Thursday, 9 September 2010

Knee injury: ACL (Part II)

In follow-up to my previous article on "Knee injury: ACL (Part I)", here is the 2nd half of my discussion to provide an overview of ACL surgery and post-op rehabilitation.

Who will benefit from surgery?
  • Individuals with active lifestyles
  • Individuals involved in high-level sporting activities (eg. soccer, basketball, netball, footy, skiing, etc)
  • Those with recurrent knee instability due to ACL deficiency
  • Those wishing to protect their knee joint and cartilage from future damage
  • Individuals who have attempted and failed conservative management with recurrent knee pain and instability
ACL reconstruction is mainly performed via an arthroscopic procedure. Deciding on what structure to use will depend on several factors including the preference of the surgeon, the individual's age and body, type of sport and whether there are other associated injuries.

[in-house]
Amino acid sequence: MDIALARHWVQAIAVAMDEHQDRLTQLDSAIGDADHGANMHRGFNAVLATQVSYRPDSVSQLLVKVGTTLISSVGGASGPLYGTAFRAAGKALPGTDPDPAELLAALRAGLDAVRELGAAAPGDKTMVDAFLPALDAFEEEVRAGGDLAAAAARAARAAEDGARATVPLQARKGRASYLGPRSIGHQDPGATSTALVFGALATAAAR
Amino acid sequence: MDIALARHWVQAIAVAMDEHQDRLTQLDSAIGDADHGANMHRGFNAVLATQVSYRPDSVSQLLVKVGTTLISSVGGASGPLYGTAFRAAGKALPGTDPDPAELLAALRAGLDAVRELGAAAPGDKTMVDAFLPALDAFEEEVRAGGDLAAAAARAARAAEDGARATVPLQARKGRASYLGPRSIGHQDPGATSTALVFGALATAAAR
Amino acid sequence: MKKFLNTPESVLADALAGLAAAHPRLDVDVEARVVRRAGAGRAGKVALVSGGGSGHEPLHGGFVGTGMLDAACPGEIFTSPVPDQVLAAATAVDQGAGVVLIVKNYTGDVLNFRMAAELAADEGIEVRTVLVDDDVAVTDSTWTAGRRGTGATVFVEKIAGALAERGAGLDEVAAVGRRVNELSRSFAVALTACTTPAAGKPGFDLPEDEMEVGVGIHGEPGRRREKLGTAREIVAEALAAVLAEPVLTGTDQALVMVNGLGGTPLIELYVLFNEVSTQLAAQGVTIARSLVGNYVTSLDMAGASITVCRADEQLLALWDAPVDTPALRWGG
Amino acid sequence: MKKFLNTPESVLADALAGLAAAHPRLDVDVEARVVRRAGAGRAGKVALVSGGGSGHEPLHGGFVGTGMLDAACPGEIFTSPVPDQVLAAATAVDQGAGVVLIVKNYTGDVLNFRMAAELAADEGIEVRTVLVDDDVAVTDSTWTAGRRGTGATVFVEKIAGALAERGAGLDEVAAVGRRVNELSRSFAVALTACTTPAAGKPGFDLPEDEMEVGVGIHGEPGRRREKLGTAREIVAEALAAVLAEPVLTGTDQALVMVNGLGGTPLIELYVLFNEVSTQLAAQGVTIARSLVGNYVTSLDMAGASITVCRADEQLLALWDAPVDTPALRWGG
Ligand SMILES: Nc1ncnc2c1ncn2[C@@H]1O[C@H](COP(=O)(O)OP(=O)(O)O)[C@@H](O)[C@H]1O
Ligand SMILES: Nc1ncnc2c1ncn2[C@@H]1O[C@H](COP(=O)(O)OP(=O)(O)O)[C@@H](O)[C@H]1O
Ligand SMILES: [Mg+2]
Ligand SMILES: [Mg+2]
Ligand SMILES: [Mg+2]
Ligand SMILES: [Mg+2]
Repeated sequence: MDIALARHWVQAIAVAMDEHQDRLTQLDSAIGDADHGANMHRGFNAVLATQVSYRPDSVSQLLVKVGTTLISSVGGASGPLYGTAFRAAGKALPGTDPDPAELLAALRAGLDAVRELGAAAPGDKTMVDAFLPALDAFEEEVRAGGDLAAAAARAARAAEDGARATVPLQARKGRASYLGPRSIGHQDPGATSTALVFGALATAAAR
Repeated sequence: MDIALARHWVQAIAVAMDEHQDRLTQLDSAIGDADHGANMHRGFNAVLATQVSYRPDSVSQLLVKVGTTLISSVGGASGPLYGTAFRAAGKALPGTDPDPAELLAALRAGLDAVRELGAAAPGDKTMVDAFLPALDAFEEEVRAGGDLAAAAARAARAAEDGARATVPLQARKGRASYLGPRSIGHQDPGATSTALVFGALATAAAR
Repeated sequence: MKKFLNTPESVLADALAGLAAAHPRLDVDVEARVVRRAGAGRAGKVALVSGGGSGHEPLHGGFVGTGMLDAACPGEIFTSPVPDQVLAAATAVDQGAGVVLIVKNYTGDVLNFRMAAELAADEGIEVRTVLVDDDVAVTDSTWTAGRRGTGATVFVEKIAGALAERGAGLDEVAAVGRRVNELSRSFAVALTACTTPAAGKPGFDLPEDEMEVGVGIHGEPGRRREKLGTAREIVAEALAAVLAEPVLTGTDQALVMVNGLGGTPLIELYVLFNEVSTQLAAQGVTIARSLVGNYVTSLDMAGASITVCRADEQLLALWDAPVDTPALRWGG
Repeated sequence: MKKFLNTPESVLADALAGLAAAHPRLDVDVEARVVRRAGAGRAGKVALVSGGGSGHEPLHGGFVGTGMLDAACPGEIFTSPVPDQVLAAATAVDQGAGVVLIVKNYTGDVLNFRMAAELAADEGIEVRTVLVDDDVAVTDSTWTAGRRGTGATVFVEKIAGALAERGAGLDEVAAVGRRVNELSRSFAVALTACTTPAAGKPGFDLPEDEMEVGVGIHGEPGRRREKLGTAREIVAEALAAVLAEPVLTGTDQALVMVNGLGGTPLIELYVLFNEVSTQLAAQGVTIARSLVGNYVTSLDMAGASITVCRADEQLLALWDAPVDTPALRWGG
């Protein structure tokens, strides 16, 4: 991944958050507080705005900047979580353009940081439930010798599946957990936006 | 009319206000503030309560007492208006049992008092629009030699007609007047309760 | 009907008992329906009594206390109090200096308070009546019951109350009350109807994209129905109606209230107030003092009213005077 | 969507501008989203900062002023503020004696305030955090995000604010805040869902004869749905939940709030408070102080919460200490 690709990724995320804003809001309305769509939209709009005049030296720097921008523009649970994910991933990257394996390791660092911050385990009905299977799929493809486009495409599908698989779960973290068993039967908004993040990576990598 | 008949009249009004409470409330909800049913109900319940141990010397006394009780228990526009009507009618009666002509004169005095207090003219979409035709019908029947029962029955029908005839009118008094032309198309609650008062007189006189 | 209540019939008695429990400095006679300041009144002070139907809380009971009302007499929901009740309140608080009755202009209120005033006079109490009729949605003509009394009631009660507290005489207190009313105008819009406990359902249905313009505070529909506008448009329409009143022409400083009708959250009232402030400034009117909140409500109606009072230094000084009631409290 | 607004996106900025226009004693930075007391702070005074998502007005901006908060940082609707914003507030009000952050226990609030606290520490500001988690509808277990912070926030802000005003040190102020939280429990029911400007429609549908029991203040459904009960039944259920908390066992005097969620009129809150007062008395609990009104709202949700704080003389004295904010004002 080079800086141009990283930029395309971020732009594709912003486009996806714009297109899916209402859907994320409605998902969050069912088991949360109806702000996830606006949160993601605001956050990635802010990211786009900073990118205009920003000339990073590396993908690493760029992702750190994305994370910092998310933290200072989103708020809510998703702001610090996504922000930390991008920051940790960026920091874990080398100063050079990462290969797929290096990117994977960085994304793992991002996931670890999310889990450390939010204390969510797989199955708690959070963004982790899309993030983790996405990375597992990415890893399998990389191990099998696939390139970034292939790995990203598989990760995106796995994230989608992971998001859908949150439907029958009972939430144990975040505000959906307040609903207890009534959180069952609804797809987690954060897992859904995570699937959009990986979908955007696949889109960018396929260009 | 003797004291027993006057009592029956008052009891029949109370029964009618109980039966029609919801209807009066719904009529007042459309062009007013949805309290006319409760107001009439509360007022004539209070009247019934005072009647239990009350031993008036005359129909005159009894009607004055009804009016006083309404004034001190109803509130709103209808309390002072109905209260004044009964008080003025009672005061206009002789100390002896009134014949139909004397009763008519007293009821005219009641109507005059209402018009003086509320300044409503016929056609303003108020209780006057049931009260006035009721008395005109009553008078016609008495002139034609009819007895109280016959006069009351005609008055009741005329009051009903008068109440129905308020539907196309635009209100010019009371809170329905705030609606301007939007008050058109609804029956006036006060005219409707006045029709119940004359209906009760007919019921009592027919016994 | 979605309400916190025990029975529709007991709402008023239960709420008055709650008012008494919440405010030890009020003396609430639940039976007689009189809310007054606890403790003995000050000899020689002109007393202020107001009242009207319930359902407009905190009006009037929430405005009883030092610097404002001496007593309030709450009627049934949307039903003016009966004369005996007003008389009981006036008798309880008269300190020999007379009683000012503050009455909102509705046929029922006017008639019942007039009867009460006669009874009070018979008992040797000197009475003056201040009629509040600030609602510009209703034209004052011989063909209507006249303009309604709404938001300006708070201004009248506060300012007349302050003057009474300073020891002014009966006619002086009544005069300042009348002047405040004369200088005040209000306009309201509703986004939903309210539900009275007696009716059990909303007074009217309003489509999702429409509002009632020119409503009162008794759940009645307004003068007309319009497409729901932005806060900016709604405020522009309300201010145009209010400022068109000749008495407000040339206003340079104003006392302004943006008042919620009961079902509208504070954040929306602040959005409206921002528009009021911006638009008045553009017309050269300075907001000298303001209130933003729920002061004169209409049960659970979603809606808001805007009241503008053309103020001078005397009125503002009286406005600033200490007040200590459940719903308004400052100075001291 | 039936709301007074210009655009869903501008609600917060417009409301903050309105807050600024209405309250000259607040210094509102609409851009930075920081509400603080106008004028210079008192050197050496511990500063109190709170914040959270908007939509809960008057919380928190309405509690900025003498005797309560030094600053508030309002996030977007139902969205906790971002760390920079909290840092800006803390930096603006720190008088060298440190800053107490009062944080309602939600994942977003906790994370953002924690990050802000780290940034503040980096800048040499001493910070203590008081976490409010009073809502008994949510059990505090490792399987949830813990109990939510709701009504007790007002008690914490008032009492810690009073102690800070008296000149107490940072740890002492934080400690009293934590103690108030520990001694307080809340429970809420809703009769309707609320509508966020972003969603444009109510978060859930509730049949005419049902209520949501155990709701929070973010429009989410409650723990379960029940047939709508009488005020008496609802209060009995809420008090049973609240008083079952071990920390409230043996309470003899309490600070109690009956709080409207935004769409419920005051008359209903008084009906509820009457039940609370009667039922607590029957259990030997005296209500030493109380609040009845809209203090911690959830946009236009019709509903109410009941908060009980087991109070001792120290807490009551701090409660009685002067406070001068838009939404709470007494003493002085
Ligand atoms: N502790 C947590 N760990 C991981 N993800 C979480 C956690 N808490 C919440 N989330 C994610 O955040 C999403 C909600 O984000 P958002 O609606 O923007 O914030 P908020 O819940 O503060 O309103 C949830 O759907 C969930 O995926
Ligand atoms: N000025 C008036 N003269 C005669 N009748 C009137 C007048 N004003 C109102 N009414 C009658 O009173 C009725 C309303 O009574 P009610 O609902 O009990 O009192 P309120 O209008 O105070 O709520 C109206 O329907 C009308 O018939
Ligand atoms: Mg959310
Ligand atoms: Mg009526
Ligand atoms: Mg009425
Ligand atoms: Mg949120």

There are commonly three structures that can be used:
1. Hamstring tendon (parts of the tendon is harvested to create a graft)
- Advantages: Less disturbance in harvesting the graft; a much lower incidence of knee pain post-op
- Disadvantage: The stability of this graft has been questioned by some surgeons

2. Patella tendon (central 1/3 of tendon is used, with a piece of bone from patella and tibia also taken)
- Advantages: Allows for bone-to-bone healing; considered the most secure graft type
- Disadvantage: Higher incidence of knee pain post-op, which may persist for years

3. Donor tissue grafts (the patellar tendon of a cadaver is used)